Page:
My morning cognitive ritual is a matter of sorting through mail from the unconscious. What news is there from sleep, from the dream dimension? I wake abruptly – no gentle transition: I pop awake like one of those red and white fishing bobbers, which has been briefly pulled underwater by a snag – or was it a fish toying with the bait? Up it pops, righting itself on the surface. Rarely can I go back to sleep, but jump out of bed and head straight for the kitchen and coffee. I revive the computer and quickly begin writing: the fish are biting.
Words begin to arrive, almost telegraphically, and a message unfolds. Can an Asperger write interestingly, when we are supposedly unable to venture beyond stilted and boring language? One likens intuition to mail or telegrams – words, but the other, deeper source is visual: the pond or lake. And fish as food, creative nourishment, and carriers of messages from the depths.
A visual that I used when I was a child, and into young adulthood, was a compass, or the Arrow. My Arrow. It didn’t really have much to do with navigating the environment like a magnetic compass or GPS. The Arrow was a built-in “clue pointer” that led me on, as if life is a treasure hunt. The Arrow created boundaries that let me know what actions were proper to me; a restriction, yes – but simultaneously it served as a pathfinder that allowed for discovery and experimentation. And I can identify that the episodes in my life that have taken me “off the correct path” coincided with The Arrow having disappeared; it was terrifying. Did I somehow loose my connection to the Arrow, or had it been a silly conceit?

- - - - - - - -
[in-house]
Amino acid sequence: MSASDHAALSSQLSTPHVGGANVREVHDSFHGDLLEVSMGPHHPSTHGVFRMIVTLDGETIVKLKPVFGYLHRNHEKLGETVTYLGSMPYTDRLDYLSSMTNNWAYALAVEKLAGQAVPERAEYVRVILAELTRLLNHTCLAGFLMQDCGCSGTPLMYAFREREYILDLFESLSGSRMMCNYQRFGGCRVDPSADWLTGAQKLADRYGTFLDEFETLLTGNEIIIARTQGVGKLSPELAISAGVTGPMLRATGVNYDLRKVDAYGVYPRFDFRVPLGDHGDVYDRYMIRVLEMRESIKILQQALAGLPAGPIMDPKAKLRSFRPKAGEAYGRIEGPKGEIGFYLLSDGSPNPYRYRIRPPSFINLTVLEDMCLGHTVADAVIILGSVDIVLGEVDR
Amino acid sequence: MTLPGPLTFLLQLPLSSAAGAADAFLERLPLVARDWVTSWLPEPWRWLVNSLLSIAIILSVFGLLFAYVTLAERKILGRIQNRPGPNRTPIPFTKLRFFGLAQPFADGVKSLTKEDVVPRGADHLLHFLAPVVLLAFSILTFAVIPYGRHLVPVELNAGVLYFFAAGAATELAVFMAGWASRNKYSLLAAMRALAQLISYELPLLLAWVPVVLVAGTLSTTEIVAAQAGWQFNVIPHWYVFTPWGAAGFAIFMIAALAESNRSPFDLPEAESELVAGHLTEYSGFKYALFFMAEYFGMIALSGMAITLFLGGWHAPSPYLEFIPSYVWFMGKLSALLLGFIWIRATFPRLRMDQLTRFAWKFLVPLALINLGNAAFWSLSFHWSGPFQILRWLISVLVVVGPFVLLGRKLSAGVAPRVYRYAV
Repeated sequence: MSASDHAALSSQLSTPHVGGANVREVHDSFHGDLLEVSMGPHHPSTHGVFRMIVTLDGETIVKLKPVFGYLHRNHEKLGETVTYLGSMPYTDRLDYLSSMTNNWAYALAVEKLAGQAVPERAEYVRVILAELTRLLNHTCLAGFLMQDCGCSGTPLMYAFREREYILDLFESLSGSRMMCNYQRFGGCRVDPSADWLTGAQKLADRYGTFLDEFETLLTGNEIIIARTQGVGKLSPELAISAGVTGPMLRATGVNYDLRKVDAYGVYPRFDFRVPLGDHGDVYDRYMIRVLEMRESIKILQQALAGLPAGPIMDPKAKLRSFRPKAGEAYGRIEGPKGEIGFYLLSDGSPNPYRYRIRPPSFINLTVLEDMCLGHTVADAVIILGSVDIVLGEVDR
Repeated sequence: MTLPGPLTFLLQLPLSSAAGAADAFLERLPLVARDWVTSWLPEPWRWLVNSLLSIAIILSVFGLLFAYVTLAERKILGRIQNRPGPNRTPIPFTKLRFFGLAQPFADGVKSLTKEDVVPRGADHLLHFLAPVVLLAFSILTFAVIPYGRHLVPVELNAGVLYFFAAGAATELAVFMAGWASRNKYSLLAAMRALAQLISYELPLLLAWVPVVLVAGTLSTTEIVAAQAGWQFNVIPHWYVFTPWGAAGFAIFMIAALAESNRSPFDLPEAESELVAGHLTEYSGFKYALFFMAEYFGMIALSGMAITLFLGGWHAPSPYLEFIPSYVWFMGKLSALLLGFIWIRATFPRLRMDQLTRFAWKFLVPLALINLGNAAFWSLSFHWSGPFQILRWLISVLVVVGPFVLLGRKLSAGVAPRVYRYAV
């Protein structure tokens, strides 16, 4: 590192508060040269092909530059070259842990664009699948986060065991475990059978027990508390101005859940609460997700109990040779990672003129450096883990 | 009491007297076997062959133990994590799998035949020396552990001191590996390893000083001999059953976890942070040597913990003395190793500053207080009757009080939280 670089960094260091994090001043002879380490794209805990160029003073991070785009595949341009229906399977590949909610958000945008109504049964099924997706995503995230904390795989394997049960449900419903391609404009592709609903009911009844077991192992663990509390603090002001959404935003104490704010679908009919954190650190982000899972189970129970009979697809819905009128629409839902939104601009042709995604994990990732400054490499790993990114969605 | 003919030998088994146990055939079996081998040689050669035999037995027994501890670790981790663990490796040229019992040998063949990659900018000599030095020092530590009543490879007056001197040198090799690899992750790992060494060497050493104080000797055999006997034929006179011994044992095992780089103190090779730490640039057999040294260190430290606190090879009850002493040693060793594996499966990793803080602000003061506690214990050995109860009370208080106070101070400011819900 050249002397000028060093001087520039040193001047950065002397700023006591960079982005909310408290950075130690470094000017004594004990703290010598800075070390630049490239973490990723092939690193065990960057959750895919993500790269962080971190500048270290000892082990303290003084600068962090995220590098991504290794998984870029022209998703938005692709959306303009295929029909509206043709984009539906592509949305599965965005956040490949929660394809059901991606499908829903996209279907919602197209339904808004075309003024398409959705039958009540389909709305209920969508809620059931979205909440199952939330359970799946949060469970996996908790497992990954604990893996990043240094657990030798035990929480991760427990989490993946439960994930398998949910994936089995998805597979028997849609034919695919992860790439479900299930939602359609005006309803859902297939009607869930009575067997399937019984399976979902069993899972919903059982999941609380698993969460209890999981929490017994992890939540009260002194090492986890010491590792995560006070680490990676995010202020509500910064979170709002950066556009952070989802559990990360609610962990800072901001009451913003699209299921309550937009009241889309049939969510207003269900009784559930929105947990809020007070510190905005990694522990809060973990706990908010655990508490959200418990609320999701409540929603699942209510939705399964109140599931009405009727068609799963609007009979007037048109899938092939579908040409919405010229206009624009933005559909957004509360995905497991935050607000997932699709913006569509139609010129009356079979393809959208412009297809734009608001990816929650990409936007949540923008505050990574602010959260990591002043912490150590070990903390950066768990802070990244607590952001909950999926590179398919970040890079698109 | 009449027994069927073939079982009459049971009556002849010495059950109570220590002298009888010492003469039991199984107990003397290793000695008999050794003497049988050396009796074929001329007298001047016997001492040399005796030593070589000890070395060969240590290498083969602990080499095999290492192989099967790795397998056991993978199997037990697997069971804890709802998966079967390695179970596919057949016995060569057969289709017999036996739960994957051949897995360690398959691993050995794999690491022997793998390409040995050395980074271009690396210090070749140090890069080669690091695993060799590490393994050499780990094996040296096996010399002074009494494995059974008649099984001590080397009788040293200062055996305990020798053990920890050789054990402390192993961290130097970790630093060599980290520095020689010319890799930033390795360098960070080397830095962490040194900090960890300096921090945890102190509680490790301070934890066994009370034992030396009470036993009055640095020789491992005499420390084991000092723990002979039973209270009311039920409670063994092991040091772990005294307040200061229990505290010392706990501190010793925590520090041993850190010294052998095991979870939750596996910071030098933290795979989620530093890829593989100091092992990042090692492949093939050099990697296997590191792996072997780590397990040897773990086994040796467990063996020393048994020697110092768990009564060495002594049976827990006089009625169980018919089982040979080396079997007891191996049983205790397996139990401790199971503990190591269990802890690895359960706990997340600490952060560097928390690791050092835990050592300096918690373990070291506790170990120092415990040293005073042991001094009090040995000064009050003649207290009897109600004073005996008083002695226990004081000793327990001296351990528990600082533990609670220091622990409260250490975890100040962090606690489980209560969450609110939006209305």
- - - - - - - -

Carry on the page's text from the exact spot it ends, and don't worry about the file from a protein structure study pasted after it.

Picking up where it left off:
Of course, as an adult, I’ve had “reasoning functions” available in addition to intuition, but often reason has yielded poor results; reason doesn’t take one very far in modern social contexts, and indeed, seems to make matters worse.
Reason needs a reasonable partner – healthy human interaction requires a “reasonableness” that sets aside impulses such as control, anger, aggressiveness, and selfish intent, dressed up in insincere language.
“Empathy” (so touted by psychologists as “missing” in Asperger individuals) is different in Asperger types, and has everything to do with reasonableness as “the doorway” into sympathetic interaction with another.
I think also that we “sense” and intuit human states of mind, which curiously is “painful” – this pain is energy depleting, disturbing, and drives withdrawal; in a secure and quiet place we may then begin to contemplate the “other person’s” particular circumstances and reactions (emotions) to events in his or her life. This can’t be rushed, and unfortunately, in the fleeting and superficial social world, immediate emotional gestures are required with claims of “developmental disability” thrown at those who need time for a considered response. Immediate “emotional” responses are dictated; social humans are not free to be themselves.
In the inevitable “What have I learned?” department peculiar to modern society, I would say that I trusted intuition blindly when young and thought it (the Arrow) had failed me when things went wrong, and blamed myself. Why didn’t it work anymore? Where had it gone and was it my “fault” that I’d lost it? What I didn’t understand was that I had “grown up” and was tasked with negotiating The Real World with the tools I had (logic, patterns, strategies and logistics; critical analysis) which simply had little to no application to surviving modern social contexts, except when applied directly to projects on my desk. Intuition was still “there” but my “gut feelings” also transgressed the Social Order. A large number of the posts in this blog address why – The Social Order is harmful to natural human beings. Activity driven by a hierarchy of privilege in wealth, dishonesty, exploitation, cruelty, injustice and the disposability of living beings goes against everything I intuit as necessary to human fulfillment.
Modern social humans have set up a false either / or relationship between intuition and reason – and in the extreme, have made the two into enemies.